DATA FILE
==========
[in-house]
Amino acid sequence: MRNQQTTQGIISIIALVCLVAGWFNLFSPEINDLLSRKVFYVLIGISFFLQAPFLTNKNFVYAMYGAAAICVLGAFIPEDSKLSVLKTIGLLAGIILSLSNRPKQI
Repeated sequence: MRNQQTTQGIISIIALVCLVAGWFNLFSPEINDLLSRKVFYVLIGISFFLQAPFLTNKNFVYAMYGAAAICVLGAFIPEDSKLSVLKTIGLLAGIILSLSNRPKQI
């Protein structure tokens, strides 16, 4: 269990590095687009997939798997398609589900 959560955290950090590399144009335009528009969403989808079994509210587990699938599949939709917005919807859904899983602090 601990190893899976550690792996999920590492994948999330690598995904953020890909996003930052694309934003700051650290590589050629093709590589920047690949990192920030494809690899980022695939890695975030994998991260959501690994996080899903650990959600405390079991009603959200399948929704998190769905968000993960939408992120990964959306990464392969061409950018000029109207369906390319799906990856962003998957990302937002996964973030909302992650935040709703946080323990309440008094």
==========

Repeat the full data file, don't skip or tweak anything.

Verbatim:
[in-house]
Amino acid sequence: MRNQQTTQGIISIIALVCLVAGWFNLFSPEINDLLSRKVFYVLIGISFFLQAPFLTNKNFVYAMYGAAAICVLGAFIPEDSKLSVLKTIGLLAGIILSLSNRPKQI
Repeated sequence: MRNQQTTQGIISIIALVCLVAGWFNLFSPEINDLLSRKVFYVLIGISFFLQAPFLTNKNFVYAMYGAAAICVLGAFIPEDSKLSVLKTIGLLAGIILSLSNRPKQI
């Protein structure tokens, strides 16, 4: 269990590095687009997939798997398609589900 959560955290950090590399144009335009528009969403989808079994509210587990699938599949939709917005919807859904899983602090 601990190893899976550690792996999920590492994948999330690598995904953020890909996003930052694309934003700051650290590589050629093709590589920047690949990192920030494809690899980022695939890695975030994998991260959501690994996080899903650990959600405390079991009603959200399948929704998190769905968000993960939408992120990964959306990464392969061409950018000029109207369906390319799906990856962003998957990302937002996964973030909302992650935040709703946080323990309440008094």